Growing a Mother’s Confidence

5706pre_7f0279fe979c544When you feel like you can’t learn, you feel imprisoned. That’s how many mothers feel living in poverty. They feel cut off from the possibilities of reaching beyond their situation.

One mother who lived in Toro Toro in Bolivia really felt stifled. Her name is Zenobia.

Married to a man named Carlos Choque and the young mother of two boys, Zenobia struggled in poverty and had dropped out of school as a teenager.

Living in Toro Toro was hard. Most farmers grew only potatoes or peanuts, so there wasn’t a variety of food for nutrition. The majority of the children growing up there were malnourished, many not living to see age 5.

When Food for the Hungry (FH) came to Toro Toro in 2011, FH staff asked women to help their children grow up healthy. Women like Zenobia—but first staff had to convince most of them that they could learn.

“For me, I was fearful that I couldn’t learn the health themes that they taught us, or put them into practice,” said Zenobia. “Just like the other moms, I didn’t know anything about the importance of maintaining our children’s health.”

In addition to this fear, Carlos was unsupportive of her taking these classes. He didn’t show confidence in her abilities when she participated in the training workshops and nutritional checkup activities in the community.

But over time, with lots of encouragement and walking with Zenobia and other mothers through their fears, a group of mothers were trained as community health agents. They had knowledge about what a nutritious diet looked like, how to identify signs of illness and other information to help children get healthy starts to their lives.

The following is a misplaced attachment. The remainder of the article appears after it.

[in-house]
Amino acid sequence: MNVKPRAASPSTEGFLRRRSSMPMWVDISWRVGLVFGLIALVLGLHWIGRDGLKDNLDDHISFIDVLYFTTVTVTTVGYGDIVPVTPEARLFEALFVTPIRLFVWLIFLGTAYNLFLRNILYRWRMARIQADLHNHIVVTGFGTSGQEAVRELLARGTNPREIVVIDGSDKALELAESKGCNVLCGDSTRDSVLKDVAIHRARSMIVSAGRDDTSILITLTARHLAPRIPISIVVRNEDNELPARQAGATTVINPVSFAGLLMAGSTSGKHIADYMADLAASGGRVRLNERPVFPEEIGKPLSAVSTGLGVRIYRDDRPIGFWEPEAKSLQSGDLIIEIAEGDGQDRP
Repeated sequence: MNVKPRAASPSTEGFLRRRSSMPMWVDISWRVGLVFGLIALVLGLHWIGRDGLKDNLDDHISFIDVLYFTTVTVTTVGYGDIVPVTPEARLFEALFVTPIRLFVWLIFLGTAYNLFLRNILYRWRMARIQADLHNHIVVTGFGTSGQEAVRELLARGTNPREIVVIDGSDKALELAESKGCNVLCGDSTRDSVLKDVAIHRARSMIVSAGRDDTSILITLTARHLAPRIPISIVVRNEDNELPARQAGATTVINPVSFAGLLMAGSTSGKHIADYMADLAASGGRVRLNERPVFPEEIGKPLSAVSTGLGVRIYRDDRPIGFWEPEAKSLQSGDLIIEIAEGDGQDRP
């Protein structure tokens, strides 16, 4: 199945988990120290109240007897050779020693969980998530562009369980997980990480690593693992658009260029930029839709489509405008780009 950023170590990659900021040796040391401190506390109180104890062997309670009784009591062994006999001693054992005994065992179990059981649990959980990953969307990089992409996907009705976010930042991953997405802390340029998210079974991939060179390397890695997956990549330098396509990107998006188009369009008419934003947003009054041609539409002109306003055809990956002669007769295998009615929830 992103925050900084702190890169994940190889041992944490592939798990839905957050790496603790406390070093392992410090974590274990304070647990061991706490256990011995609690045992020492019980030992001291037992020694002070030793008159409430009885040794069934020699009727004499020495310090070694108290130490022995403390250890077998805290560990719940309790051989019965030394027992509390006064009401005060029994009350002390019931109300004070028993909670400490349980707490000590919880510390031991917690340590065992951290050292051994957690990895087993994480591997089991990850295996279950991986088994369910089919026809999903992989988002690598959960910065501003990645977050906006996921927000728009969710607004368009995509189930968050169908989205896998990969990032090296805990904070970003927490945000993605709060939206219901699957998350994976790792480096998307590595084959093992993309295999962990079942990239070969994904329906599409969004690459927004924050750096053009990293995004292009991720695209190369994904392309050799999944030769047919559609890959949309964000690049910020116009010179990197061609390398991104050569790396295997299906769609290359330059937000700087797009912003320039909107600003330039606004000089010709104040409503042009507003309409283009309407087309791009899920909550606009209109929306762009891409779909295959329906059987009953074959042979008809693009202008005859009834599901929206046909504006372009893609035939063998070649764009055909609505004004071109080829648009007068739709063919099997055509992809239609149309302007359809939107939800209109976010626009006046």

Now Zenobia is 22 and her two children, Alexander, age 7, and Abel, age 4, are developing healthy brains and bodies to pursue a life beyond poverty.

Carlos is now supportive as he’s seen a difference in his children, going from lethargic to energetic and alert. He understands that it’s important to work alongside Zenobia and help care for the lives of their children, just as he cares for himself.

Zenobia is active and responsible with the activities of the health program each month to help mothers and children in Toro Toro. She provides orientation and makes home visits to children who suffer from malnutrition.

And one exciting change has happened in Zenobia … she now has confidence in herself and her ability to learn. She is studying to finish high school and has goals to become a professional to earn more income.

Instead of feeling stifled, she now sees that she has the ability to create change and pursue her dreams. “Thank you for giving me the opportunity to serve as a community health agent and to serve others,” Zenobia says.

This is the kind of difference partners like you are making in the lives of women all around the world!

About Renee Targos

Renee is a former journalist and editor for national arts and business publications. As a writer for Food for the Hungry, Renee explores and reports on the work and relationships of partners, FH staff and impoverished communities.

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